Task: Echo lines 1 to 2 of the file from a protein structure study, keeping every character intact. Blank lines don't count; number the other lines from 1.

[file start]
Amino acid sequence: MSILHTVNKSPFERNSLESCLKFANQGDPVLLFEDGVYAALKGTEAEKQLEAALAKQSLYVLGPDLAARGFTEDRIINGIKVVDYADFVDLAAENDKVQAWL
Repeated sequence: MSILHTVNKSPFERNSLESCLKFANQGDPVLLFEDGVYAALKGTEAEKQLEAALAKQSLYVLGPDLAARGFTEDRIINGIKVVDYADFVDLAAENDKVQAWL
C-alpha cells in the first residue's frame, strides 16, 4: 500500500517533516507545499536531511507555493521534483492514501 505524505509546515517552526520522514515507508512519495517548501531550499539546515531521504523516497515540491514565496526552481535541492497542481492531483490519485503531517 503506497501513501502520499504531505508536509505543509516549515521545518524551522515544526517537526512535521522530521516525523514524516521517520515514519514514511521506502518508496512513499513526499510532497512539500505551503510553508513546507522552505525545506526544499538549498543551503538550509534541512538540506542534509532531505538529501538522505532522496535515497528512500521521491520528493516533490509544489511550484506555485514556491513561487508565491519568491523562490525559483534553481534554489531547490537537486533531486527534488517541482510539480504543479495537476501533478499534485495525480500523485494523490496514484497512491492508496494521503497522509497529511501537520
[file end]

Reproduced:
Amino acid sequence: MSILHTVNKSPFERNSLESCLKFANQGDPVLLFEDGVYAALKGTEAEKQLEAALAKQSLYVLGPDLAARGFTEDRIINGIKVVDYADFVDLAAENDKVQAWL
Repeated sequence: MSILHTVNKSPFERNSLESCLKFANQGDPVLLFEDGVYAALKGTEAEKQLEAALAKQSLYVLGPDLAARGFTEDRIINGIKVVDYADFVDLAAENDKVQAWL